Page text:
'Friday Night Lights' - 'Perfect Record': Bitter rivals

Things seem perfect for Eric and Vince - a little too perfect - as the Lions prepare for the Panthers game

<p>Vince, Tinker and Hastings ponder the Lions' record on &quot;Friday NIght Lights.&quot;</p>

Vince, Tinker and Hastings ponder the Lions' record on "Friday NIght Lights."

Credit: NBC/DirecTV

(I originally posted this review back when "Friday Night Lights" was doing its exclusive DirecTV run. The comments from that period have been preserved. For the sake of people who are watching the episodes as they air on NBC, I will ask anyone commenting from this point forward to only discuss plot events up to the episode in question. Do not discuss, or even allude to, anything that has yet to air on NBC. Thank you.)

A review of tonight's "Friday Night Lights" coming up just as soon as I host a morale-building barbecue...

"Don't feel like celebrating tonight." -Coach Crowley

Early in "Perfect Record," Coach gives our old friend Jason Street a list of all the perfect things in his life, and while we know he's embellishing at least the Julie part of it, that speech - and the one Vince gives Jess about how swell things are going with Ornette - is the sort a character delivers right before his life starts to turn into something very imperfect.

So, yes, the Lions are undefeated, Eric is a magazine cover subject, is being pursued for college coaching jobs (head coach this time), and in a little over a year he's brought the East DIllon football culture back from the dead. He has the beautiful wife, the daughters, and a backyard big enough to host a 300-person barbecue.

And so, yes, Vince is being pursued by half the college football powers in America, his mother is both sober and happy, his daddy is back home and looking out for his son again, he has the beautiful, football-loving girlfriend and a half a town that worships him.

But bad times are coming, clearly, and the trouble starts right here as the Lions are rolling over the once-mighty West Dillon Panthers - and most of the badness comes out of the same things that have been so good for a while.

Though the Lions are proud and powerful, they're also embracing a style of cocky, head-hunting football that isn't the sort of thing Eric Taylor has ever wanted to represent, nor some of his assistants.(*) We knew Vince came to the team because of his criminal record, but it turns out that several key players - even gentle, joking Tinker, who sounds not at all like himself when he taunts the defeated Panthers at game's end - have also been arrested a time or three. And the better the Lions do as an outlaw outfit, the bigger the bullseye gets on all of his players.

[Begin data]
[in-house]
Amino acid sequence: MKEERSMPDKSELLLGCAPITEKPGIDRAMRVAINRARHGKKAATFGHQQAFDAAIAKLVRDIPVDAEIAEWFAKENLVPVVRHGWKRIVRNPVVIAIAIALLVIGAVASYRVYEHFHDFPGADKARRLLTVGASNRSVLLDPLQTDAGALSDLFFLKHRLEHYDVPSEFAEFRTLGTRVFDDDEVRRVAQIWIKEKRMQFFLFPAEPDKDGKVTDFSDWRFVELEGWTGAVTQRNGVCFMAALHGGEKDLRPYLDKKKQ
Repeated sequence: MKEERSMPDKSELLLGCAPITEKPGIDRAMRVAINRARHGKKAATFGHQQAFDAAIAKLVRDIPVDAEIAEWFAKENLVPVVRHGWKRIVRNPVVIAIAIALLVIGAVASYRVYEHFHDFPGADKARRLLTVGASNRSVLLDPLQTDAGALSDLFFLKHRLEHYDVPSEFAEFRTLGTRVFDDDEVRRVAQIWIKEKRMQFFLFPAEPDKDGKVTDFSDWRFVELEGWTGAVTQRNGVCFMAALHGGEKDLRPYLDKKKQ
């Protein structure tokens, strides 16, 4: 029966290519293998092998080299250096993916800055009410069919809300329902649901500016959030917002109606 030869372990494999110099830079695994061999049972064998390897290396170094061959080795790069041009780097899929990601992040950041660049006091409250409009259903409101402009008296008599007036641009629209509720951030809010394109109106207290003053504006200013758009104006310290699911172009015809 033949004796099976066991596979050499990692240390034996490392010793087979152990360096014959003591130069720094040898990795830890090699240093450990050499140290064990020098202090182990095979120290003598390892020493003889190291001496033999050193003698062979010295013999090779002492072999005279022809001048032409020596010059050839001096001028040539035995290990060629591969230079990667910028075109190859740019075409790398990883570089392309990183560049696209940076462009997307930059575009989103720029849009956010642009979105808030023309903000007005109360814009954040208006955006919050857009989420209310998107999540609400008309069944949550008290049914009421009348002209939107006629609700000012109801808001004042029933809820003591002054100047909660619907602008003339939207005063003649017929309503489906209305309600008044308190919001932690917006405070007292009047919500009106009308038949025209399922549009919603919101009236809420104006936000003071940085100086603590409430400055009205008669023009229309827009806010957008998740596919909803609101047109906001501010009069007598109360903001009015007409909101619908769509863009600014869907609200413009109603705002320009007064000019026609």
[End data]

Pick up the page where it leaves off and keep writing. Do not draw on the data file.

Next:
(*) I thought the moment where Crowley told blood-thirsty Billy that he didn't want to hear from him would have been great if Crowley hadn't joined in with the rest of the coaching staff in being giddy about the Kingdom win while Eric was feeling uncomfortable about the dirty play.

And then there's the matter of the man playing the devil on Vince's shoulder to Eric's angel. What I like about the writing of Ornette is that he sees himself as a hero in this story - and so does Vince. He's not trying to sabotage his son's football career, but rather believes he's protecting him, the same way he did when young Vince climbed the big tree in Carroll Park. (And Vince's reaction to that story shows just how desperate he is for his father to be his father again. A very lovely scene between Michael B. Jordan and Cress Williams.) He looks at Eric and sees some white outsider who doesn't really know or care about his son - who's stifling his creativity and chance to impress scouts - when we know that Eric knows a hell of a lot more about the college game, and the trouble Vince could get in for recruiting violations, than Ornette does. When Ornette was in prison, Eric was the closest thing Vince had to a father, and though they've never become as close as Eric was with Street, Vince is still being asked to choose between father figures - and until or unless Ornette screws up in a way that 17-year-old Vince can understand, no way is Eric Taylor winning that fight.